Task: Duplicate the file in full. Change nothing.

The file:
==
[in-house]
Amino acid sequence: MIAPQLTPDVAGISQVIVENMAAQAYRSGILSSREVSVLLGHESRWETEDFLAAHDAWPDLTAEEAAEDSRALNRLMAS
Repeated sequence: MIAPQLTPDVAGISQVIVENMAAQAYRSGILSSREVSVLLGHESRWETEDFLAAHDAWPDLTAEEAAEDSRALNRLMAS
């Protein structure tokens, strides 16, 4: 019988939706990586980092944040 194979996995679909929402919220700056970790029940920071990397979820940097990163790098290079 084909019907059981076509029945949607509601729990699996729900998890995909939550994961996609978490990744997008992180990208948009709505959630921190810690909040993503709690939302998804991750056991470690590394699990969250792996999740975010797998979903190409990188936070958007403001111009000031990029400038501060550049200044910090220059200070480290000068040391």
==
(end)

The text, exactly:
[in-house]
Amino acid sequence: MIAPQLTPDVAGISQVIVENMAAQAYRSGILSSREVSVLLGHESRWETEDFLAAHDAWPDLTAEEAAEDSRALNRLMAS
Repeated sequence: MIAPQLTPDVAGISQVIVENMAAQAYRSGILSSREVSVLLGHESRWETEDFLAAHDAWPDLTAEEAAEDSRALNRLMAS
């Protein structure tokens, strides 16, 4: 019988939706990586980092944040 194979996995679909929402919220700056970790029940920071990397979820940097990163790098290079 084909019907059981076509029945949607509601729990699996729900998890995909939550994961996609978490990744997008992180990208948009709505959630921190810690909040993503709690939302998804991750056991470690590394699990969250792996999740975010797998979903190409990188936070958007403001111009000031990029400038501060550049200044910090220059200070480290000068040391």